I’ve talked about this quite often in the past, but I think we need to reinforce this concept again. When you look at formaldehyde in terms of composite wood products (like plywood in engineered flooring or MDF in laminate), you have two ways to consider the issue: Content versus Emissions.
I’ve been reading all the news stories you have. I don’t want to get into the stories and charges themselves, but I do want to take issue with one bit of language I see over and over in some variation or another. The most egregious description that drove me nuts was the phrase “formaldehyde-drenched flooring.” It was the worst example of the general misrepresentation of the CARB rule as focusing on the formaldehyde content in the product. You have all seen repeated references to a variation on “X contained high levels” of formaldehyde.
I’d like to direct everyone to the final CARB rule which references the word “emission(s)” 110 times including in the title itself. On the other hand, the rule refers to content just twice, in a single paragraph referring to an analysis of a wet solution—not a regulated wood product.
This is a serious issue. Set aside the lawsuits or stock values and look at it just from a simple business position–from YOUR business’s position. There are a lot of regulations that you need to understand how to comply with. You want to understand your liability for labeling. Your sales staff needs need to be prepared to explain this to customers concerned about their home’s indoor air quality.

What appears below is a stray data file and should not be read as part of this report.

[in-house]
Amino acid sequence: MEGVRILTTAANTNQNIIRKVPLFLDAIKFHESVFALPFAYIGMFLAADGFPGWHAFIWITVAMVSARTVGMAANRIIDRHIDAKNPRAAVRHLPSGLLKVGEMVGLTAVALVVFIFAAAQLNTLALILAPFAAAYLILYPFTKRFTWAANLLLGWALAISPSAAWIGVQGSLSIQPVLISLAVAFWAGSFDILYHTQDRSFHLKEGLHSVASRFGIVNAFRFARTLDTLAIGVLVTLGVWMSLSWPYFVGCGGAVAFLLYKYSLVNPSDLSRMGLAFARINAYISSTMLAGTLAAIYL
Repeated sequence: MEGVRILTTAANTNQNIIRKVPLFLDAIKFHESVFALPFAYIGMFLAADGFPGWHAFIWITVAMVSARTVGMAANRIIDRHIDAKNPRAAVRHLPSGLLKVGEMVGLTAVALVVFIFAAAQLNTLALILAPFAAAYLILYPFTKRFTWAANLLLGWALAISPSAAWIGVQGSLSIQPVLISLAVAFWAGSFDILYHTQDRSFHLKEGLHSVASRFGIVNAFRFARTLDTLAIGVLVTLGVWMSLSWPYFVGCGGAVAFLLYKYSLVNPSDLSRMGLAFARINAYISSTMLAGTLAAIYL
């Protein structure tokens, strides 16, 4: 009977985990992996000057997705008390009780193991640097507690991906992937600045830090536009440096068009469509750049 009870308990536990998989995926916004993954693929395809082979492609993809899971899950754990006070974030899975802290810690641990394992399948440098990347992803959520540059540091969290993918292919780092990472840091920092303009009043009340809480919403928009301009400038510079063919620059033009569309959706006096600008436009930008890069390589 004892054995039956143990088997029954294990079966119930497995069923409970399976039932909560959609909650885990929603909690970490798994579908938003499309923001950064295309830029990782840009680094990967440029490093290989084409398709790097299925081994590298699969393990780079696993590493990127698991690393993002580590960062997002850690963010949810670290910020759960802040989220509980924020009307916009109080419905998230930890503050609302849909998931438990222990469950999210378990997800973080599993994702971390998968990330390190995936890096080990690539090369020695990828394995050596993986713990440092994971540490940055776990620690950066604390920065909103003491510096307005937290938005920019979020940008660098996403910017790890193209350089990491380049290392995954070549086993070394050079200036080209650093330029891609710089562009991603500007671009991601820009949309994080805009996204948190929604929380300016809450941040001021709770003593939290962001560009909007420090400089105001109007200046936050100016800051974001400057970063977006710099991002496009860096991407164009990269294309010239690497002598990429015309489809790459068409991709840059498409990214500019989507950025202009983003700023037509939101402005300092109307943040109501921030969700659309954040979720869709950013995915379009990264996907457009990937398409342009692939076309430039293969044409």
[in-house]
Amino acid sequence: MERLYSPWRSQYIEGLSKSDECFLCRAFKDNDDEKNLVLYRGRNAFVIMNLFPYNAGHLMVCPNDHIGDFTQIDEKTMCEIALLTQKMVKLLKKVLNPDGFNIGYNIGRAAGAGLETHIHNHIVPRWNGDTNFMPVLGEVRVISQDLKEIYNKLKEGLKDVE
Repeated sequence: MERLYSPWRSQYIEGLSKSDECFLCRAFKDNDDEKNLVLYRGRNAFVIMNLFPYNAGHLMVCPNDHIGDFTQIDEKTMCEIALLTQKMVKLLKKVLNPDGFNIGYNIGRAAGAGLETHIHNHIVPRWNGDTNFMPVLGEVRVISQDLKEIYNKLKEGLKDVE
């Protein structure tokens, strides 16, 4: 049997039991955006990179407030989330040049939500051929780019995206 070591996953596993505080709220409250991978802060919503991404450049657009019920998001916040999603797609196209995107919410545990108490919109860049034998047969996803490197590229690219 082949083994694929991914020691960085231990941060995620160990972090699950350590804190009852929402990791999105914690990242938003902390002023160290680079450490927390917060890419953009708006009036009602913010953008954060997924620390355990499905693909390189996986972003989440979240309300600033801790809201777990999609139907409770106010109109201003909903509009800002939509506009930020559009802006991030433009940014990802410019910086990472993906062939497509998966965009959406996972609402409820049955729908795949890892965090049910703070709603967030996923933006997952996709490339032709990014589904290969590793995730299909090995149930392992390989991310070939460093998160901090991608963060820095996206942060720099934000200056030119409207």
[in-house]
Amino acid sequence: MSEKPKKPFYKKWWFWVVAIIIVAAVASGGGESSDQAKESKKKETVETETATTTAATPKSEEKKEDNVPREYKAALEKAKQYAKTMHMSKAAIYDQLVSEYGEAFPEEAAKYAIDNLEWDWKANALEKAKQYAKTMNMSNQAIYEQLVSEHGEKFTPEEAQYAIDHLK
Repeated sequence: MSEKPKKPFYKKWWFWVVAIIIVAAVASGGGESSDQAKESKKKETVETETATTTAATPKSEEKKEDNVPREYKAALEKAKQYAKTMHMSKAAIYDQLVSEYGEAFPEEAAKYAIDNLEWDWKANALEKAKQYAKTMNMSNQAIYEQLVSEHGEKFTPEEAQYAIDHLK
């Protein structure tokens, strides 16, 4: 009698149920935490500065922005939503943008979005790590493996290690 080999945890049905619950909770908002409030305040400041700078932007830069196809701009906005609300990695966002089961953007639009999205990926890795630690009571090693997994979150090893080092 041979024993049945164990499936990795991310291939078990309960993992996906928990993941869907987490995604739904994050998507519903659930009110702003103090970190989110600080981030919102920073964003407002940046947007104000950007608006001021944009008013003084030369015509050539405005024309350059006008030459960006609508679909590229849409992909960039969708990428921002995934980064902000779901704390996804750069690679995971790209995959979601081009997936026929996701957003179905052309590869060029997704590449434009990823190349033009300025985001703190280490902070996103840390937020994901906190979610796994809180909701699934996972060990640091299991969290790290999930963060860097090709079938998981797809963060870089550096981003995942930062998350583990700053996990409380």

And the first step to doing this right as an industry is to make sure we’re using the correct vocabulary and clearly understanding and discussing the issue.
CARB is NOT about what formaldehyde content goes into the product.
CARB is about what formaldehyde emissions come out of the product.
Why is this so important? At a minimum, it would seem logical that a higher formaldehyde input/content would lead to higher emissions. But it’s not always the case.
While of course formaldehyde content can play a role in emissions, there is a host of other production process variables (like the addition of so-called “catchers” or the glue blend (phenol versus melamine, etc.), the press conditions, etc.) that ultimately determine a product’s emission properties. Time can be a factor too, as is the type of material being processed. In fact, two companies can have the same formaldehyde content in their glue and have their respective finished products have very different emission profiles based on other issues.
And in the case of a value added product, the other conditions impact on the emissions profile from the final finished good. Is a wood veneer on top of the plywood and if so, what species—Oak is more porous than Maple. Is there paper on it like there is with laminate—that’s a surprisingly good emissions barrier. Is there a chemical finish—oil, UV, something else? When they added the melamine laminate on top, what glue did they use? The formaldehyde content (or for that matter, the emissions level from the CARB regulated component) doesn’t always directly relate to the final product’s emission profile, nor is it always the cause of an emission (or lack thereof).
The bottom line is that no matter what we put in or how we do it, we need to focus on what is coming out. And we all need to use the right language to discuss it.
Reposted on May 23, 2017